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Thwarted walk, timely reminder

October 17, 2020

You live on an island for years, there are certain things you should know, right? Maybe not.

With our Friday walk approaching, I sent Joe a text Thursday evening to say I quite fancied a water view this week and suggested we do the beach walk not far from his place. Now I do know that part of this walk is submerged at high tide, so I did actually check the tide tables before I sent the text. Low tide was at 11:20am yesterday, so everything should be fine for a 2pm walk – information I also shared in the text.

This is a walk we’ve done before, the one that includes this money shot.

Yesterday was overcast, so it was unlikely I could get this particular photo, but that was fine.

As we were walking up the cliff trail before heading down to the beach, it was impossible not to notice, looking down through the trees, that the tide did not look particularly low. A bit further along the trail it was obvious that the beach portion of the walk would indeed be impassable. Dang.

That’s when Joe (whose house is on the waterfront and who thus is more familiar with the tides) looked at his phone to consult the tide chart. It seems that summer low tides are a lot lower than winter low tides. I did not know that. And felt rather foolish that I did not know that. I live on an island. I should probably know that. On the other hand, Joe lives on the waterfront, did know that and didn’t double check when I suggested the walk. (Okay, in fairness, maybe he assumed I did know that and was doing me the courtesy of not double checking.)

Beach walk abandoned – although I did still clock 3,500 steps and the equivalent of six flights of stairs. Considerably more than I’d done any day since the previous Friday.

Walk rescheduled for a non-tide-dependent trail on Sunday after the auditions.

Instead of a walk we had a beer and a long chat about the awful state of the world. The term hell in a handbasket was bandied about – a phrase his mother used to use when he was a kid and he’s only recently begun to appreciate. Being of Italian heritage, he has his own nickname for the current US president: Mango Mussolini.

Unlike me, the glutton for punishment who watched both the town halls the previous night, he’d watched neither, although he’d caught the highlights (or, in the Wankmaggot’s case, the lowlights) yesterday morning.

Of course everyone was talking about the Wankmaggot’s response to being asked to denounce QAnon, the most ridiculous of the many batshit crazy conspiracy theories ever created. His initial response? Something along the lines of “I don’t know anything about them except they want to protect kids from paedophiles and that’s good isn’t it?” In case you missed it, as reported in the Guardian and everywhere else, he was then pressed further about one of his mad tweets.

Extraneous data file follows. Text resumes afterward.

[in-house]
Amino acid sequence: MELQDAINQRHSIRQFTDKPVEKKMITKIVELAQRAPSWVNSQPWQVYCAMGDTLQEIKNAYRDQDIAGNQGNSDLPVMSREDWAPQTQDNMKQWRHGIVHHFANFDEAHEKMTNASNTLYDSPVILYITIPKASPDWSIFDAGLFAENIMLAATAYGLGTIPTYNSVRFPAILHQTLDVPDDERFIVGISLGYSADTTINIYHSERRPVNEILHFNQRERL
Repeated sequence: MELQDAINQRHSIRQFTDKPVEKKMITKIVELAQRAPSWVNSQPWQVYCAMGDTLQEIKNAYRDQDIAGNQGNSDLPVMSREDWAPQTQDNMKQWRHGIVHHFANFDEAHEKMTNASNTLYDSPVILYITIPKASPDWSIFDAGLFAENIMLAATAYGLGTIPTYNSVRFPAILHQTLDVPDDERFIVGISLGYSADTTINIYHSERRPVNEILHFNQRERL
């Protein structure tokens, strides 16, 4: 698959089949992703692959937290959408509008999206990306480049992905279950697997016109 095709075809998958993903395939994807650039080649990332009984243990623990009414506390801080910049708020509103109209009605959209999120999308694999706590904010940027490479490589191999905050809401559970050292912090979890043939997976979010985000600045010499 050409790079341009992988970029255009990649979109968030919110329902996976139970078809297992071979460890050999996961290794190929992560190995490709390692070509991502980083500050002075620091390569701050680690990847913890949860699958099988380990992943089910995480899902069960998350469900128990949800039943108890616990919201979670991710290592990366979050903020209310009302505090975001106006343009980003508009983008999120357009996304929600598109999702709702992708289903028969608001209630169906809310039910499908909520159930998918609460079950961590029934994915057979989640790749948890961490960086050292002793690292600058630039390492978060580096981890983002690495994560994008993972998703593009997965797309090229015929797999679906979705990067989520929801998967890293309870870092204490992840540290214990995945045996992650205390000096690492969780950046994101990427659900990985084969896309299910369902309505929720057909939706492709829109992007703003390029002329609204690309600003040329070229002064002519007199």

Later Guthrie asked Trump why he had retweeted a QAnon Twitter account which baselessly claimed that Joe Biden had had a Navy Seal team killed.

“That was a retweet! People can decide for themselves!” Trump said.

Guthrie responded: “I don’t get that. You’re the president, not someone’s crazy uncle.”

Mary Trump’s response to someone taking exception to this comment was priceless.

Anyway, suffice to say the conversation, as conversations on this subject always do, led to the fervent hope that this dangerous farce will soon be over.

Back home there was an email waiting for me from The Atlantic, to which I’ve recently subscribed. The email contained a link to this alarming June 2020 story about QAnon. “To look at QAnon is to see not just a conspiracy theory but the birth of a new religion.” Yikes.

The email also contained a reminder to take mental health breaks from the news. One of the suggestions for doing so was to watch Aaron Sorkin’s new film, The Trial of the Chicago 7 on Netflix. Interesting.

Although I was a kid then, I am old enough to remember the appalling footage on the news of Chicago police officers beating anti-war protesters during the 1968 Democratic national convention. I also remember that seven of the “leaders” were subsequently put on trial, although for the life of me I couldn’t remember what the outcome of said trial was.

So I sat down with a bowl of popcorn last night and watched the film.

Holy fucking moly. The Atlantic describes the film as “the right story for the right moment.” and it definitely is. A reminder that fifty years ago there was another paranoid president and another corrupt attorney general who were more than happy to misuse the justice department to put down the “radical left”.

Seriously, watch this film.

From → Blog

2 Comments
  1. krysross permalink

    Three solid hits here:

    1 Mango Mussolini
    2 Reminder to take mental health breaks from the news
    3 Recommendation for the Trial of the Chicago Seven (which I will watch this evening

  2. Catherine Stewart permalink

    Thanks for the tip. Must watch. That trial was part of my “radicalization”. Watched every moment of it I could. Skipped school now and then to soak in Abby Hoffman, attorney Kuntsler and the crew. Then off to the US embassy to protest the war. Good times?? Well, memorable for sure.

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